- Write an expression for .$dq$, the corresponding infinitesimal charge of that piece in terms of .$dx$ or .$ds$ or whatever. Recall .$dq = \frac{\text{total charge}}{\text{total length}} \times \text{(tiny length of piece)}$
- Using Coulomb’s law, find the infinitesimal electric field at that point of interest (e.x. some point .$P$) generated by the piece chosen in step 1. When necessary, break .$d\vec E$ into components, .$dE_x$ and .$dE_y$
- Integrate .$dE_x$ or .$dE_y$ over the whole charge distribution to obtain the total electric field in the .$x$ or .$y$ direction respectively

- When solving problems, it’s a good idea to use symmetry, check charge direction, and (when applicable) use bounds of .$r \in [0, \infty]$
- We can write equation for an infinite plane holding a uniform surface charge density .$\sigma$
$$2A \cdot \overrightarrow E = \frac{\sigma A}{\varepsilon_0} \Longrightarrow \overrightarrow E = \frac{\sigma}{2\varepsilon_0}$$
- This also applies in the case where a charge is close to an infinite surface (so that the distance to the surface is much greater than the distance to the edges)
- In the case where there are two oppositely charged sheets parallel to one another, the field is .$\vec E = \frac{\sigma}{\varepsilon_0}$ since there are two charges creating the field

- The case involving an infinitely long wire can be written generally as
$$\overrightarrow E \cdot 2\pi RL = \frac{\lambda L}{\varepsilon_0} \Longrightarrow \overrightarrow E = \frac{\lambda}{2\pi\varepsilon_0 \cdot r}$$
- .$r$ is the distance from a particle to the wire

# 21.8 Field Lines #

- To visualize electric fields, we draw
**electric field lines**or**lines of force** - Three properties of Electric Field Lines:
- Electric field lines
**indicate the direction of the electric field**; the field points are in the direction tangent to the field line at any point – see point .$P$ in .$\text{(a)}$ - The lines are drawn so that the magnitude of the electric field, .$E$, is proportional to the number of lines crossing unit area perpendicular to the lines (i.e. a circle ‘hugging’ a point charge).
**The closer together the lines, the stronger the field.** - Electric field lines start on positive charges and end on negative charges; and
**the number starting or ending is proportional to the magnitude of the charge**.- .$\text{Density} = \frac{\text{number of lines crossing surface}}{\text{area surface}}$
- .$\text{1 Coulomb} = \frac{1}{\varepsilon_0} \cdot \text{ lines}$
- .$\therefore \text{Density} = \frac{q}{\varepsilon_0 4\pi r^2} \Longrightarrow \vec E$

- Electric field lines
- In the case of two oppositely charged parallel & equally spaces plates – such as case .$\text{(d)}$ – we can write the field as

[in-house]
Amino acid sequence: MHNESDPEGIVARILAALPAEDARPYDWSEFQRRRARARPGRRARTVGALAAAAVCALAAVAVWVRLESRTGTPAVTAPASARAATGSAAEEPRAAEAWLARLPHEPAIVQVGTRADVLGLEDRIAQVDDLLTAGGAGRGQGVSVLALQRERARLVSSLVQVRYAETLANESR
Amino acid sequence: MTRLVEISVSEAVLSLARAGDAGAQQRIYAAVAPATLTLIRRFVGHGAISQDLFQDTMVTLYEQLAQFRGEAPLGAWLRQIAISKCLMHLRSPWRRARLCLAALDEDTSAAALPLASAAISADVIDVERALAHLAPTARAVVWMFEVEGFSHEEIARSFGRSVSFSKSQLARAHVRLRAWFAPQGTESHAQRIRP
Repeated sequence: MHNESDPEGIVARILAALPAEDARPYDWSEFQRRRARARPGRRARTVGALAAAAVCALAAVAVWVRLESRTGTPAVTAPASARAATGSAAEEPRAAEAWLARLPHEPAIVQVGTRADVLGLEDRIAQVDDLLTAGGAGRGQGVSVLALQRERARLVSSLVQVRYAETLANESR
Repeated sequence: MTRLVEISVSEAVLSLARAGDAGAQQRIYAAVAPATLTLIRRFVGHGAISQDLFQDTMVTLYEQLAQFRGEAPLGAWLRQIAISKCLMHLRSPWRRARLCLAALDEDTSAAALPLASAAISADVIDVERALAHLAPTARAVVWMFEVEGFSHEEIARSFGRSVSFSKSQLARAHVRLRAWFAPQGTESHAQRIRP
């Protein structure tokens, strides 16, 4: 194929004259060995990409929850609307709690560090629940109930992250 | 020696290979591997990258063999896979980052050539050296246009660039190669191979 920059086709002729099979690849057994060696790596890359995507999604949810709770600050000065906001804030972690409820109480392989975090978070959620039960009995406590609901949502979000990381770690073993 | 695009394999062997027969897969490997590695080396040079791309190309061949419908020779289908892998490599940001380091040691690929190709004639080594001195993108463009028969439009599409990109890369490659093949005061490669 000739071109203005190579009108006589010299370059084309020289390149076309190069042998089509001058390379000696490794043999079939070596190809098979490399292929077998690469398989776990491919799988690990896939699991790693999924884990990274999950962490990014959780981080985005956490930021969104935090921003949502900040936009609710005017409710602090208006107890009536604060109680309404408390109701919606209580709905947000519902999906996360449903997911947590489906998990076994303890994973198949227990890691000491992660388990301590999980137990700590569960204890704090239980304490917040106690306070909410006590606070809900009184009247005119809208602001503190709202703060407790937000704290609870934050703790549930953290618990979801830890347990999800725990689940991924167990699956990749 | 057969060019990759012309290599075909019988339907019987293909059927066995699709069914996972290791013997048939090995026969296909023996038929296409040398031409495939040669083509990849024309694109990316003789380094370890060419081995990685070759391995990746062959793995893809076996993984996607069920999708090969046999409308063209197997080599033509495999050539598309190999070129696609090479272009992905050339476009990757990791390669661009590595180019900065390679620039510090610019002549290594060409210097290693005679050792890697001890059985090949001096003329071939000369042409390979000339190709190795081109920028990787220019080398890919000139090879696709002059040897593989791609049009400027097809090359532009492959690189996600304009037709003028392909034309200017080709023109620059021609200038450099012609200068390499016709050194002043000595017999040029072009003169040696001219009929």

$$\overrightarrow E =\text{const.} = \frac{\sigma}{\varepsilon_0}=\frac{Q}{\varepsilon_0 A}$$
- .$Q =\sigma A$ is the charge on one plate of area .$A$

- Field lines never cross because it wouldn’t make sense for an electric field to have two directions at the same point.

## Electric Dipole #

- A combination of two equal but opposite charges next to one another – see .$(\text{a})$ above
- Dipole Moment is when represented by vector .$\vec{p}$ of magnitude .$Ql$
- Molecules that have dipole moments are called
**polar molecules**

- Molecules that have dipole moments are called

- A dipole in a uniform electric field feels no net force, but does have a net torque (unless .$\vec p \parallel \vec E$)
- If .$\vec p \not \parallel \vec E$, .$W =\int_{\theta_1}^{\theta_2} \tau d\theta$ where .$\tau = -\vec p\vec E\sin\theta = \vec p \times \vec E$
- Simplifies to .$W =\vec p\vec E(\cos\theta_2 - \cos\theta_1)$
- Thus, work/torque is most at .$\theta = 90^\circ$ or .$180^\circ$ depending on .$\vec E$ direction
- Pay attention to right hand rule when solving

- If .$r \gg l \Longrightarrow \overrightarrow E \propto 1/r^3$

# 21.9 Electric Fields and Conductors #

- The static electric field inside a conductor is zero (in static situations where electrons have had time to stop moving)
- For that reason, any net charge on a conductor distributes itself on the surface
- Charges inside conductors act as if the conductor isn’t there

- All the electric field lines just outside a charged conductor are perpendicular to the surface

# 21.10 Motion of Charged Particle #

- Vector Form of Forces
$$\overrightarrow F_{12} = k \frac{q_1 q_2}{r^2} \cdot \widehat r_{21}$$
- Notation:
- .$\overrightarrow F_{12}$ means force on .$q_1$ by .$q_2$ since .$q_2$ is the source charge
- .$\widehat r_{21} = - \widehat r_{12} \Longrightarrow \overrightarrow F_{12} = -\overrightarrow F_{21}$

- Direction
- If .$q_1 q_2 > 0$ (same sign, repulse), then the force and unitary vectors both point away from the two charges

- If .$q_1 q_2 > 0$ (same sign, repulse), then the force and unitary vectors both point away from the two charges

- Notation:
- If .$q_1 q_2 < 0$ (opposite sign, attract), then the force vector points towards the two charges and the unitary direction vector still points away from the two charges
- Superposition Principle
- In a system considering multiple (3+) charges, forces acting on .$q_1$ by .$q_2$ (.$F_{12}$) is independent from whether other charges are present
- Total forces acting on .$Q_1$ can be written as .$\overrightarrow F = \overrightarrow F_{12} + \overrightarrow F_{13} + \dots$
- Remember to break down the vectors into .$x/y$ components when adding them
- E.x. .$F_{1x} = F_{12x} + F_{13x} + \dots$

- Realize that the axis are arbitrary

- Remember to break down the vectors into .$x/y$ components when adding them
- .$\theta = \tan^{-1}\Big(\frac{F_x}{F_y}\Big)$

- Charges in Fields
- Charge moving with .$\vec v$ that is parallel to uniform field .$\overrightarrow E$
- .$\overrightarrow F = q \overrightarrow E = m \vec a \Longrightarrow a_x = \frac{q}{m}\overrightarrow E = \text{const.}$
- .$\vec v = \sqrt{2a_x \vec d} = \sqrt{\frac{2q}{m}\overrightarrow E_x \vec d}$

- Charge moving with .$\vec v$ that is orthogonal to uniform field .$\overrightarrow E$
- Similar to projectile in gravitational field: .$\vec g \sim \overrightarrow E$
- .$\overrightarrow F_x = 0 \Longrightarrow v_{x2} = v_{x1};\ \ a_x = 0$
- .$\overrightarrow F_y = q \overrightarrow E = m a_y;\ \ a_y = \vec a = \frac{q}{m}\overrightarrow E = \text{const.}$
- .$y(t) = \frac{1}{2} \frac{q\overrightarrow E}{m}t^2$

- Charge moving with .$\vec v$ that is parallel to uniform field .$\overrightarrow E$

# 21.11 Electric Dipoles #

- Notes for this chapter are under 21.8 – Electric Dipole